The Pudong Art Museum is sited precisely at the critical junction within this new super looped parkway, together with the adjacent landscaped area to the east, it connects the Oriental Pearl Parklands with the Riverside. The existing eastern landscape is transformed into a sculpture garden and music park, as an extension of the art museum.

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OPEN's competition entry. Image Courtesy of OPEN

OPEN’s competition entry. Image Courtesy of OPEN

Conceptually the Art Museum is a visual link between the Greater Lujiazui area of Pudong and the Bund area of Puxi. Yet distinct from vertical and formal tendencies of the surrounding buildings, the Art Museum is more horizontal and seeks to fit into its surroundings. The minimalist geometry of the building sits like a diamond within Pudong’s urban horizon, its facets carved out and defined through urban forces.

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OPEN's competition entry. Image Courtesy of OPEN

OPEN’s competition entry. Image Courtesy of OPEN

The building was divided into two parts – the “Floating Gallery of Art” and the “Community Forum of Art”. They can accommodate a wide range of curatorial requirements and make Art and Culture become inseparable with urban life and cultural education. The intriguing void that’s held in suspense in between these two parts of the building is the most special place in this museum. It’s a completely open urban art plaza. To the east, it becomes a great urban stage set linked with the park, with the Oriental Pearl Tower as its magnificent back drop. While at the west end, the upper and lower parts of the building act to create a unique frame through which to survey the Bund and the historical urban fabric of Shanghai.

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OPEN's competition entry. Image Courtesy of OPEN

OPEN’s competition entry. Image Courtesy of OPEN

In this space, visitors are positioned at the junction between the upper and lower parts of the gallery, between the two parklands East and West, and between an urban imagination past and future. An entirely new relationship is created between City, Art, Nature and People.

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OPEN's competition entry. Image Courtesy of OPEN

OPEN’s competition entry. Image Courtesy of OPEN

Program: Art Galleries, Art Community, Urban Art Plaza, Art Park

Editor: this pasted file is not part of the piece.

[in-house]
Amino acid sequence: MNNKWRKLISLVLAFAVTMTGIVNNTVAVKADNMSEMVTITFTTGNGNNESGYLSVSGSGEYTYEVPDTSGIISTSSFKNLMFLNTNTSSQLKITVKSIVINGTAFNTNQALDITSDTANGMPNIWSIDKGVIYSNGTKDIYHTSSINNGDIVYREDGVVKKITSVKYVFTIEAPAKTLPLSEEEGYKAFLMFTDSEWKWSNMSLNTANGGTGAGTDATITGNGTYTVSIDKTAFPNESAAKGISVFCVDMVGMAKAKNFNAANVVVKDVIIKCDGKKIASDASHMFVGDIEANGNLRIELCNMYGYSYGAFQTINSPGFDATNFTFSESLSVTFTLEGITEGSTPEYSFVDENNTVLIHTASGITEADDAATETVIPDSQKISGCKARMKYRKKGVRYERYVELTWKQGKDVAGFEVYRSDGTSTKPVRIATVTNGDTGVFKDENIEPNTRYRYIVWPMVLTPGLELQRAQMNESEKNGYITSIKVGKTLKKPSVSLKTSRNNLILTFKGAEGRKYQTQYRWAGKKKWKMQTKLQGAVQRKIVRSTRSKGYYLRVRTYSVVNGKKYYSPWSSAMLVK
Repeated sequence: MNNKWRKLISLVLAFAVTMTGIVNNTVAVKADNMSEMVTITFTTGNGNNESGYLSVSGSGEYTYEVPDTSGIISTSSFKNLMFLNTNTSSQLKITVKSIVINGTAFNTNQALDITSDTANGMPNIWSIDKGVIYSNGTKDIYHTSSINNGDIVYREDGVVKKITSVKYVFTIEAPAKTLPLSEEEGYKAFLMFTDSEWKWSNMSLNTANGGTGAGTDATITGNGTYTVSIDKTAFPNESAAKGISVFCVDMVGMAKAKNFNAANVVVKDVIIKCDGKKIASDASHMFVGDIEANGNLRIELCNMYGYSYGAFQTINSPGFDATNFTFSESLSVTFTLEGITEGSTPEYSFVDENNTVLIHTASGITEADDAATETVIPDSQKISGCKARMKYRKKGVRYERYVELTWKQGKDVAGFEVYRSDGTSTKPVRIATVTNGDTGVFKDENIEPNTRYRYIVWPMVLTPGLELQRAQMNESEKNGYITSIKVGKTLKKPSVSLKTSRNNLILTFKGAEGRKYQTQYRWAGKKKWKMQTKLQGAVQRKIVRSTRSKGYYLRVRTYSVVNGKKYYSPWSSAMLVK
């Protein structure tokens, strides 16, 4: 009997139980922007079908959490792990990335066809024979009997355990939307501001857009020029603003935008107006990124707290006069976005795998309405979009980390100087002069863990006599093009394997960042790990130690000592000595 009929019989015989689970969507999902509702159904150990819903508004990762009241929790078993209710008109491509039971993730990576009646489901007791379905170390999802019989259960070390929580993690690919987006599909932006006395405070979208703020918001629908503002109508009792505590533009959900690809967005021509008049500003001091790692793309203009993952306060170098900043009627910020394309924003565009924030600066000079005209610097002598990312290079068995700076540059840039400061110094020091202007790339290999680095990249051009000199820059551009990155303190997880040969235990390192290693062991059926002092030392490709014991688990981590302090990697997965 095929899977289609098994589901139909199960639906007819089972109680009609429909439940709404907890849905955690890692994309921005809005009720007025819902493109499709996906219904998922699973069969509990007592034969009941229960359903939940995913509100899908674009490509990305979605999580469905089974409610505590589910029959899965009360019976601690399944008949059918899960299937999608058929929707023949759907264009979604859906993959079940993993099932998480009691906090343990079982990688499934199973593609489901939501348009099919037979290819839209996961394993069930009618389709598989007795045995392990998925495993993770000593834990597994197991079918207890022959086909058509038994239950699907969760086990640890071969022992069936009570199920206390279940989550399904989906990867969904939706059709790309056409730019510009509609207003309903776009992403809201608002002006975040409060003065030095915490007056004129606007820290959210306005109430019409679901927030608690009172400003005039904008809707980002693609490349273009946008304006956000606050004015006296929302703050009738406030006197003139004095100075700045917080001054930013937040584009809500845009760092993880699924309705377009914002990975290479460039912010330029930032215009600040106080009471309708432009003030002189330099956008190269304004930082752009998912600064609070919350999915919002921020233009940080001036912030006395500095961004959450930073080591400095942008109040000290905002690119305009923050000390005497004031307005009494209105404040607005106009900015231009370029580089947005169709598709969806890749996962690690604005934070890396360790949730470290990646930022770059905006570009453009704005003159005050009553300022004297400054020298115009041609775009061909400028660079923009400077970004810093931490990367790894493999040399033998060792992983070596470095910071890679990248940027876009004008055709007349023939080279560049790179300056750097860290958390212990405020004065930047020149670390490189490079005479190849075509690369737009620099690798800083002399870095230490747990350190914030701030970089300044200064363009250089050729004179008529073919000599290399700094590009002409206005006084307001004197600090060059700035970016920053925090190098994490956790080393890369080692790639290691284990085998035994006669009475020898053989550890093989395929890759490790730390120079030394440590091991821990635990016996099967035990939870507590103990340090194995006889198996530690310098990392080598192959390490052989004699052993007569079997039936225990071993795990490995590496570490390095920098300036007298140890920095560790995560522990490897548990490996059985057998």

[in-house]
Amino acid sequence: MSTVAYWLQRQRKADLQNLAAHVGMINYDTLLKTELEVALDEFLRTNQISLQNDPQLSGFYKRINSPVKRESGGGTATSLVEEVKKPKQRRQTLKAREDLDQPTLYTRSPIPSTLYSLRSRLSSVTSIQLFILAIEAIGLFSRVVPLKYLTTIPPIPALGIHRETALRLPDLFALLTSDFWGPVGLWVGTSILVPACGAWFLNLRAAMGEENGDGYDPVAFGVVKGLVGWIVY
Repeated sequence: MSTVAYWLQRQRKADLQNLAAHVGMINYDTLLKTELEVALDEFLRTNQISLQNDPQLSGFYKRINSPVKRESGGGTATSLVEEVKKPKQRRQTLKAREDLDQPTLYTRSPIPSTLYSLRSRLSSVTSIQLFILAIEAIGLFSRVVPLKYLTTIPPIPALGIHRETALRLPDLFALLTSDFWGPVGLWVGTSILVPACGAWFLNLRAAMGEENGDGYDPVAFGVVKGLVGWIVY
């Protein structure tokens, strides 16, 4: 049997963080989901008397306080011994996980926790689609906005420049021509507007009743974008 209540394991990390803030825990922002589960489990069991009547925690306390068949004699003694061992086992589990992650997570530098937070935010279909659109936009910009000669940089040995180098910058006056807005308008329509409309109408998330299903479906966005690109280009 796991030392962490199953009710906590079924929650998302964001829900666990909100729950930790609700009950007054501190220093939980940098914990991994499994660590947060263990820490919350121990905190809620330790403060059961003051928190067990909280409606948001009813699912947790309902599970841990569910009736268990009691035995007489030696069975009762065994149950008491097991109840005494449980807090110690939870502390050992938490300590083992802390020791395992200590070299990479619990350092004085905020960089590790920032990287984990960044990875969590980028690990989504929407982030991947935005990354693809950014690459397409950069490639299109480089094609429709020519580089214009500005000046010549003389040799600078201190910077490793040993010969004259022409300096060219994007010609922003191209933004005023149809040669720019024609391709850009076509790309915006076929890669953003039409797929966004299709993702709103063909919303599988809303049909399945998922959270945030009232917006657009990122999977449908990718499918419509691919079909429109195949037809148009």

Building Area: 36,486 sqm
Principals in Charge: Li Hu, Huang Wenjing
Project Team: Ye Qing, Zhou Tingting, Luo Ren, Ma Qiancheng, Hu Boji, Zhou Xiaochen, Anne Fang
Consulting Engineers: Arup

NOTE: We will update the post with the other shortlisted projects as we receive them.

Contemporary Apartment in Bucharest for an Artistic Couple

By Cara Anderson 

Living space

Studio3plus worked with the artistic couple that owns this one-bedroom apartment in Bucharest, Romania to put their stamp on the space.  The couple’s contemporary style is reflected in pieces that are functional and artistic, including a striking wall mural that guides you from the apartment’s entrance to its spacious living space.

The mural is a testament to how much the architect involved the owners.  One of the owners actually created this incredible mural, having a background in graphic design.  According to the architect, they added their signature to the bottom of the wallpaper – the ultimate personal touch.


The main living space mixes natural and industrial pieces.  Wood floors run throughout the living space, with contiguous wooden cabinets in the kitchen.  A custom sculptural metal wine rack sits at the apex of the kitchen and living space next to a gray stone slab on the apartment’s central wall.  These contemporary additions break up the use of wood.

Contrary to the complex design aspects in the living room, the bedroom has a minimalist design with few pieces to distract away from the central purpose of the space.  It creates a thoroughly tranquil environment. [Photography by Cosmin Dragomir and information courtesy of Designist and Contemporist]

Wine rack



Glass door


Minimalist bedroom

Bathroom 2